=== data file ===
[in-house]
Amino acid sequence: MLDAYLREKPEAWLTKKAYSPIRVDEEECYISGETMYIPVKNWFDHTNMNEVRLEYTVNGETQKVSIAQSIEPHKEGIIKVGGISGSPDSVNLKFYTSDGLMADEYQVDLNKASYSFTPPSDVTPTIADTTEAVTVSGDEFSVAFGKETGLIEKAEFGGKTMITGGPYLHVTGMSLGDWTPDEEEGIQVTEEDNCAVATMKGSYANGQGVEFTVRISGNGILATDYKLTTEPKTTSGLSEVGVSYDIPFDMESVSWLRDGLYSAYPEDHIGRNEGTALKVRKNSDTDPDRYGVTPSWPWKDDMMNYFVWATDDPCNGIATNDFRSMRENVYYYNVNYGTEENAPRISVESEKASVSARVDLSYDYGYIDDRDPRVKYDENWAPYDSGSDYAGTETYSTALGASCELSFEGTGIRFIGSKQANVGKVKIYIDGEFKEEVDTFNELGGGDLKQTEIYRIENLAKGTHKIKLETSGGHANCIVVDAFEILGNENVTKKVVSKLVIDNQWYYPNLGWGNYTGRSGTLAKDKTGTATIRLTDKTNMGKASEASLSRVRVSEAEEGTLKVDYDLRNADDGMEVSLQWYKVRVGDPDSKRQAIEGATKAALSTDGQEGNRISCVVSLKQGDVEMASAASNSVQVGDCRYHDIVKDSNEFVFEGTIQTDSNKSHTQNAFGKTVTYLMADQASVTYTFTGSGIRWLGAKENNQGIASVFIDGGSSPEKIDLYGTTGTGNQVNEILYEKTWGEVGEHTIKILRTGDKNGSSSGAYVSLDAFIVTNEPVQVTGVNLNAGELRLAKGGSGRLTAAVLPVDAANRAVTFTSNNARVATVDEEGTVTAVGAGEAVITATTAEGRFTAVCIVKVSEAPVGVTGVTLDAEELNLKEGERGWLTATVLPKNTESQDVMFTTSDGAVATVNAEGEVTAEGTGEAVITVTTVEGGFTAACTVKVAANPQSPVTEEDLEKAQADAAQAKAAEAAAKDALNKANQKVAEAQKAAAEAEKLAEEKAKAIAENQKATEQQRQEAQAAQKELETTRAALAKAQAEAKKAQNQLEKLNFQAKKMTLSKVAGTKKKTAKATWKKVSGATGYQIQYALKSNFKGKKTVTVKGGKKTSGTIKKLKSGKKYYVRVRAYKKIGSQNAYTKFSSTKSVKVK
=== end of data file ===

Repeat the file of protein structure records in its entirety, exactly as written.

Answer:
[in-house]
Amino acid sequence: MLDAYLREKPEAWLTKKAYSPIRVDEEECYISGETMYIPVKNWFDHTNMNEVRLEYTVNGETQKVSIAQSIEPHKEGIIKVGGISGSPDSVNLKFYTSDGLMADEYQVDLNKASYSFTPPSDVTPTIADTTEAVTVSGDEFSVAFGKETGLIEKAEFGGKTMITGGPYLHVTGMSLGDWTPDEEEGIQVTEEDNCAVATMKGSYANGQGVEFTVRISGNGILATDYKLTTEPKTTSGLSEVGVSYDIPFDMESVSWLRDGLYSAYPEDHIGRNEGTALKVRKNSDTDPDRYGVTPSWPWKDDMMNYFVWATDDPCNGIATNDFRSMRENVYYYNVNYGTEENAPRISVESEKASVSARVDLSYDYGYIDDRDPRVKYDENWAPYDSGSDYAGTETYSTALGASCELSFEGTGIRFIGSKQANVGKVKIYIDGEFKEEVDTFNELGGGDLKQTEIYRIENLAKGTHKIKLETSGGHANCIVVDAFEILGNENVTKKVVSKLVIDNQWYYPNLGWGNYTGRSGTLAKDKTGTATIRLTDKTNMGKASEASLSRVRVSEAEEGTLKVDYDLRNADDGMEVSLQWYKVRVGDPDSKRQAIEGATKAALSTDGQEGNRISCVVSLKQGDVEMASAASNSVQVGDCRYHDIVKDSNEFVFEGTIQTDSNKSHTQNAFGKTVTYLMADQASVTYTFTGSGIRWLGAKENNQGIASVFIDGGSSPEKIDLYGTTGTGNQVNEILYEKTWGEVGEHTIKILRTGDKNGSSSGAYVSLDAFIVTNEPVQVTGVNLNAGELRLAKGGSGRLTAAVLPVDAANRAVTFTSNNARVATVDEEGTVTAVGAGEAVITATTAEGRFTAVCIVKVSEAPVGVTGVTLDAEELNLKEGERGWLTATVLPKNTESQDVMFTTSDGAVATVNAEGEVTAEGTGEAVITVTTVEGGFTAACTVKVAANPQSPVTEEDLEKAQADAAQAKAAEAAAKDALNKANQKVAEAQKAAAEAEKLAEEKAKAIAENQKATEQQRQEAQAAQKELETTRAALAKAQAEAKKAQNQLEKLNFQAKKMTLSKVAGTKKKTAKATWKKVSGATGYQIQYALKSNFKGKKTVTVKGGKKTSGTIKKLKSGKKYYVRVRAYKKIGSQNAYTKFSSTKSVKVK